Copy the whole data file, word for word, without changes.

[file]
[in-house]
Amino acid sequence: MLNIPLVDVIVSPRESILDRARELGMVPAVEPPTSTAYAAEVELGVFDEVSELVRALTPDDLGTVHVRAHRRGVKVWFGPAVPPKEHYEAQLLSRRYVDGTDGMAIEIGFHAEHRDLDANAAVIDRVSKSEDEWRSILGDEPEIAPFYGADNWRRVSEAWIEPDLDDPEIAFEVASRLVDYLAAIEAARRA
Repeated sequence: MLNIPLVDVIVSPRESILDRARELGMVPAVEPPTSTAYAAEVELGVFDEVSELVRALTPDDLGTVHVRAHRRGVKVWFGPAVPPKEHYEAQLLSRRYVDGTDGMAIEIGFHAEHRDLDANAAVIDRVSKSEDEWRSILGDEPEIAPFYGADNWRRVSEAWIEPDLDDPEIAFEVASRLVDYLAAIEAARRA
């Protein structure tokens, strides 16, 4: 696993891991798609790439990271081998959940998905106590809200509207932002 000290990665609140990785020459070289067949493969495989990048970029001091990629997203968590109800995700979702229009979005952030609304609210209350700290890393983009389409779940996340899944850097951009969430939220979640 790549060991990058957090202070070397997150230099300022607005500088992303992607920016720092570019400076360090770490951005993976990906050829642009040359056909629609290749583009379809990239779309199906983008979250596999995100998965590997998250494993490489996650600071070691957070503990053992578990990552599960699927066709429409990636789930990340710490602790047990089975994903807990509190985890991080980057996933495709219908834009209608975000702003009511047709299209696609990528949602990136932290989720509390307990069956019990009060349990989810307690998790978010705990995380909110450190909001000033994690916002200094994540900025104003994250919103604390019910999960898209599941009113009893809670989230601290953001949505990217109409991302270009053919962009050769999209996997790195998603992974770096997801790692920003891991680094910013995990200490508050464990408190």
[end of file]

[in-house]
Amino acid sequence: MLNIPLVDVIVSPRESILDRARELGMVPAVEPPTSTAYAAEVELGVFDEVSELVRALTPDDLGTVHVRAHRRGVKVWFGPAVPPKEHYEAQLLSRRYVDGTDGMAIEIGFHAEHRDLDANAAVIDRVSKSEDEWRSILGDEPEIAPFYGADNWRRVSEAWIEPDLDDPEIAFEVASRLVDYLAAIEAARRA
Repeated sequence: MLNIPLVDVIVSPRESILDRARELGMVPAVEPPTSTAYAAEVELGVFDEVSELVRALTPDDLGTVHVRAHRRGVKVWFGPAVPPKEHYEAQLLSRRYVDGTDGMAIEIGFHAEHRDLDANAAVIDRVSKSEDEWRSILGDEPEIAPFYGADNWRRVSEAWIEPDLDDPEIAFEVASRLVDYLAAIEAARRA
């Protein structure tokens, strides 16, 4: 696993891991798609790439990271081998959940998905106590809200509207932002 000290990665609140990785020459070289067949493969495989990048970029001091990629997203968590109800995700979702229009979005952030609304609210209350700290890393983009389409779940996340899944850097951009969430939220979640 790549060991990058957090202070070397997150230099300022607005500088992303992607920016720092570019400076360090770490951005993976990906050829642009040359056909629609290749583009379809990239779309199906983008979250596999995100998965590997998250494993490489996650600071070691957070503990053992578990990552599960699927066709429409990636789930990340710490602790047990089975994903807990509190985890991080980057996933495709219908834009209608975000702003009511047709299209696609990528949602990136932290989720509390307990069956019990009060349990989810307690998790978010705990995380909110450190909001000033994690916002200094994540900025104003994250919103604390019910999960898209599941009113009893809670989230601290953001949505990217109409991302270009053919962009050769999209996997790195998603992974770096997801790692920003891991680094910013995990200490508050464990408190």